A Reply To Mr. Flavin
By Cat Breen

     Okay, I admit it.  I'm one of those who "balk at the
suggestion to empower youth with education and protection,"
especially if it means following Sharon Stone's strategy.  As was
mentioned in  R.D. Flavin's "Basic Instincts," Sharon encouraged
parents to provide easy access to condoms for their teenagers.
I find it ironic, however, that Ms. Stone has no children of her
own, yet feels (due her celebrity status) she is someone whose
advice I should embrace when it comes to my child and sex.
Providing easy access to condoms appears to be her answer to
providing kids with the power to have "safe sex."  Somehow, I
just don't see this as the answer...  Gee, my "stupidity" and me.

     One program, D.A.R.E. (Drug Abuse Resistance Education),
popular in schools, teaches our children to say "no" to drugs and
violence.  This is a worthwhile program and one that I certainly
condone.  However, why would we teach our children they can
learn to say "no" to drugs and violence while at the same time
stating they can't control their sex lives?  If we're to believe
Mr. Flavin and Ms. Stone, the same teenagers who are taught
not to do drugs or not to drink and drive, and to resolve
problems without violence, can't manage to control their "basic
instincts" when it comes to sex.  Say "no" to drugs, but hey,
here's some condoms and have all the sex you want!  While we're
at it, why don't we assume our children are unable to restrain
their "basic instincts" when it comes to drugs and supply them
with an ounce of marijuana or perhaps some needles for their
unavoidable heroin addiction?  Certainly they won't be able to
control their violence, so let's escort them to the nearest gun
shop and help them choose their weapon for the next time they
have the compulsion to kill somebody.  Naturally, don't forget to
enroll them in a gun safety program so they'll have the needed
facts to participate in 'safe shooting'.

     Mr. Flavin mentioned that "celibacy and abstinence are
tantamount to high comedy," yet suggests making teenage sex
"an earned privilege" in the same way that one must earn a
driver's license.  Yes, driving tests are required and one must go
through a probationary period before earning a license to drive.
But exactly what kind of sex test is he suggesting for our
teenagers?  Perhaps a questionnaire with questions along the line
of: "What would you do if you were in the backseat of a car with
your naked and sweaty boyfriend or girlfriend when you suddenly
realize you don't have a condom with you?"  Hmmm...  I wonder
how many teens would answer that one truthfully?

     Regarding teenagers and driving--it's a fact (based on
analysis of data from the U.S. Department of Transportation's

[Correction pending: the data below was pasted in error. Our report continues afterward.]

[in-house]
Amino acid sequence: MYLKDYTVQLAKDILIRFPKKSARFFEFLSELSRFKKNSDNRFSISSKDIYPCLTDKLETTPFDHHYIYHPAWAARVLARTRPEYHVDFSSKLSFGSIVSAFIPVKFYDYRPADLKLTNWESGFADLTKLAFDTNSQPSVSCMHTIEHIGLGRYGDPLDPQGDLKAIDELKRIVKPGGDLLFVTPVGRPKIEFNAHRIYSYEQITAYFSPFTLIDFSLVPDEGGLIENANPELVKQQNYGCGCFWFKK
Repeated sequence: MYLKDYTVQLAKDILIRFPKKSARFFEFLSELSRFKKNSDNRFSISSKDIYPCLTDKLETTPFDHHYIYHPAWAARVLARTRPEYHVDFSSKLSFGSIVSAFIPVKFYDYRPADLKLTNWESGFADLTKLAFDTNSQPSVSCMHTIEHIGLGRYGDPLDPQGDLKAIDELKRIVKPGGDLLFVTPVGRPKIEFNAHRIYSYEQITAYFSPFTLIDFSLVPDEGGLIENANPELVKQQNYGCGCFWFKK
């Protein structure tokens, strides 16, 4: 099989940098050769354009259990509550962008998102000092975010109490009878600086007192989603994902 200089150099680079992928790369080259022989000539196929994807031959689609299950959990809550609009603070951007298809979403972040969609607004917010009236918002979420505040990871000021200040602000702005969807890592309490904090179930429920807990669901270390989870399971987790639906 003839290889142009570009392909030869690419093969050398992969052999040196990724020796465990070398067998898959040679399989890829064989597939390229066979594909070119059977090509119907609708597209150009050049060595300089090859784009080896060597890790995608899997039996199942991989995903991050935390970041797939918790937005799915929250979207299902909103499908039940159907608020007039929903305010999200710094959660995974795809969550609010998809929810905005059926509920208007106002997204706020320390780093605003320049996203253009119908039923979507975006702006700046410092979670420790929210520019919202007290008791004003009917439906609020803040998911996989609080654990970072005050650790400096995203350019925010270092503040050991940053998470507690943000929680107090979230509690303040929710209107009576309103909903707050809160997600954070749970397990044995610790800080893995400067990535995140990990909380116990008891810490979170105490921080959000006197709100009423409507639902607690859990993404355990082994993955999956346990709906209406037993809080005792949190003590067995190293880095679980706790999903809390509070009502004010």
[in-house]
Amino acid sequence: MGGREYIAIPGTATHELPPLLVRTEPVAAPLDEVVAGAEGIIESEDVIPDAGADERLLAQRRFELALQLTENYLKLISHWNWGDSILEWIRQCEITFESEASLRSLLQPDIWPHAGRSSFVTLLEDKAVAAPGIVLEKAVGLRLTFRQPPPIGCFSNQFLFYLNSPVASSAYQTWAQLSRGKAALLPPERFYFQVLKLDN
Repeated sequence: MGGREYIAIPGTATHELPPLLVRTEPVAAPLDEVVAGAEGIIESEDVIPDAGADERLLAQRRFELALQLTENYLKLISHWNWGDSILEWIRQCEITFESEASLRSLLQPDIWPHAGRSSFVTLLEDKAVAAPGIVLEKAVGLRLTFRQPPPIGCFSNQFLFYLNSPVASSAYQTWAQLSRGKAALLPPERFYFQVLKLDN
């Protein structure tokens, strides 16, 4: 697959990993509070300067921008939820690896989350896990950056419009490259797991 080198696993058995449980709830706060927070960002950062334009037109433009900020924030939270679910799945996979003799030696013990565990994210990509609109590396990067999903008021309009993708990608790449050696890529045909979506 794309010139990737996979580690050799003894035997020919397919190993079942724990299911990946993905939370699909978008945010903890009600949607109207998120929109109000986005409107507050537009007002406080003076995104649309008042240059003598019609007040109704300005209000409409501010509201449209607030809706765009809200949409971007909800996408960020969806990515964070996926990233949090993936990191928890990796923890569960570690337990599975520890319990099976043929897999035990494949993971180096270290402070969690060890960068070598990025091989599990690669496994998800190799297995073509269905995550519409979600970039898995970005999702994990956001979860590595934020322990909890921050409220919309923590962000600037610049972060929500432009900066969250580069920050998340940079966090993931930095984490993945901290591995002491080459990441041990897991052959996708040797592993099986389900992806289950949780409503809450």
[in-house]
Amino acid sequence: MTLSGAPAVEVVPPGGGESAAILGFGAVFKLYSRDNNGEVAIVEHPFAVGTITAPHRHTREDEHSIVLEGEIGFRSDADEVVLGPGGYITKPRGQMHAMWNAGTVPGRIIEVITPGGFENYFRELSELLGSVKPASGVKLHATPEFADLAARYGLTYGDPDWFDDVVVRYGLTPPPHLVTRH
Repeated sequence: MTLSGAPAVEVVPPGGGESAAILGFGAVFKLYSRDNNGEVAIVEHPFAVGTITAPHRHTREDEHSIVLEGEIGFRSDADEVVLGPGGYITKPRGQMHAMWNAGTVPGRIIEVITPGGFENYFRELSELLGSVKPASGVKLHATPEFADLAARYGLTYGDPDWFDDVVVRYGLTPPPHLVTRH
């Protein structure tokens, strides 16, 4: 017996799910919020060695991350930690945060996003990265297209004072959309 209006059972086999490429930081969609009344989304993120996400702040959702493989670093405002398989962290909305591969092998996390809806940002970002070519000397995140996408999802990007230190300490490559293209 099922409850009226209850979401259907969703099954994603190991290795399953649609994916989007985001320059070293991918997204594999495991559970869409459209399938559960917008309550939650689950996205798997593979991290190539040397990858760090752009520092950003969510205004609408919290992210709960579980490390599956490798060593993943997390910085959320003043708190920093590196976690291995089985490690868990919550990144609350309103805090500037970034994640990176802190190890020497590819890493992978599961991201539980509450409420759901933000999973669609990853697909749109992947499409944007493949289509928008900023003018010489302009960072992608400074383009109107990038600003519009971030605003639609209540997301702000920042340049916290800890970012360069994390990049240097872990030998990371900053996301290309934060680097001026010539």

Fatality Analysis Reporting System) that the risk of crash
involvement per mile driven among drivers 16-19 years old is 4
times as high as the risk among older drivers.  Risk is highest at
ages 16-17.  The crash rates are largely due to the young
drivers' immaturity combined with their driving inexperience.
Driver education programs may have given them the "facts" and
cars with seatbelts and airbags may have given them
"protection," but neither of these provided them with the
emotional maturity to handle a vehicle.

     Even with people such as Sharon Stone, obviously eager to
help my pre-teen son by giving him some condoms, I choose to
handle the situation myself without their help!  What "Basic
Instincts" neglects to mention is "parental involvement."  Too
often in today's society this is lacking.  Nonetheless, I will be
there for my son.  Purchasing condoms for him and then walking
away and expecting society to give him refills is not the answer.
Discussing abstinence will definitely be presented alongside the
issue of contraception.  Okay, so, Sharon admitted to some
teenage adventures in the backseat of a car.  So what?  Ms.
Stone seems to forget AIDS was not an issue when she was a
teen.  Keeping our children free of HIV is an issue in this day
and age.  And the only method that is 100 percent effective in
preventing this dreaded disease is abstinence.  It is the parent's
responsibility to give their child not only the facts but also the
emotional support to make sound judgments.  Ultimately, when
my son has not only the "basic instincts," but has also reached
the level of emotional maturity needed to maintain a loving,
sexual relationship, then, by all means we will discuss "safe sex."
I do NOT need Ms. Stone's advice OR her easy access to

Just call me stupid,

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